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      Nightcat 3 years ago

      @sha-ron: Thanks for the tips, sha-ron . :)

    • sha-ron profile image

      sha-ron 3 years ago

      I always use drano or drainex. Simply because if bleach is leaked out into your garden it will kill what ever plants it comes in contact with. Yes I know that a drain should not go onto garden but it is amazing how many people have outlets into their yards. Great lens

    • Nightcat profile image
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      Nightcat 3 years ago

      @Spoza_di_Serpente: Thank you, Spoza_di_Serpente! Natural is certainly the safest option and often the cheapest as well, thank you so much for sharing! :)

    • profile image

      Spoza_di_Serpente 3 years ago

      It helps to get one of those long brushes and remove the drain cover and use it in there. You have to cut the disgusting hair off the guard first and pull it out if possible and throw it away, then use the brush. That speeds the draining process dramatically. It also keeps the hair clogs from moving farther down into the line. Also, pouring white vinegar down them helps dissolve the greasy stuff.

    • Nightcat profile image
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      Nightcat 4 years ago

      @anonymous: I wish I knew! This grunt hates the design. It makes it a son of a gun to clean, I'll tell you that much. Grunt is shorthand for working grunt. I was a teamster once and picked up all sort of useful wirds, lol! Not the exciting type of teamster either, just a grunt with a broom.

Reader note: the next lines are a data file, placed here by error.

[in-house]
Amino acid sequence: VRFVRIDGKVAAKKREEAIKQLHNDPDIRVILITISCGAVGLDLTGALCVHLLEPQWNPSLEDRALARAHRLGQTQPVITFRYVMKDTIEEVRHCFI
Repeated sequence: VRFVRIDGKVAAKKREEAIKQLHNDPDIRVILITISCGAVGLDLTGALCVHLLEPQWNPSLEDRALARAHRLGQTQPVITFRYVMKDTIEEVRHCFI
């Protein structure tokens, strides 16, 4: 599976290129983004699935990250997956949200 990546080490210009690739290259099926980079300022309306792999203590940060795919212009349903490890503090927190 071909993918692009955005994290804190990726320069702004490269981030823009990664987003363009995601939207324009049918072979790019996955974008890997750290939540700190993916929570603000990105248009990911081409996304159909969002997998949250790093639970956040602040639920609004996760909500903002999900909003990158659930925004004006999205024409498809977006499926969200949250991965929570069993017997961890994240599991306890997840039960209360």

• profile image

      anonymous 4 years ago

      @Nightcat: Now, I wonder why they would have a stopper underneath the tub. Some kind of safety feature maybe? Or, maybe its so the "grunts" will have work to do.

    • profile image

      anonymous 4 years ago

      I really don't often have clogged drains and the only problem one from time to time is the clog of hair in the tub....I just use a small long brush that I twist and out it comes....I've never had a clog as interesting as your sounds with the moss looking stuff. For those wanting to clean out a clog, you seem to have the recipe for making one with the spa treatment. Now, I wonder what kind of drains spas have, must be something special. Sounds like you've made chlorine bleach as your go to product and its great when used safely. Once, years ago I was doing some cleaning for someone and I was doing a bathroom where the boys had missed their target several times. Well, without thinking and maybe not knowing it could be dangerous, I dumped some bleach right on the floor. You can probably imagine what happened...the bleach reacted with the dry urine on the floor with a strong ammonia smell that filled the building.....had to get all the windows open, will never do that again!

    • Nightcat profile image
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      Nightcat 4 years ago

      @Sherry B19: I never would have either, sherry-b! My aunty is tickled pink that her advice can be seen around the world now. Thanks for visiting, hugs! :)

    • Sherry B19 profile image

      Sherry B19 4 years ago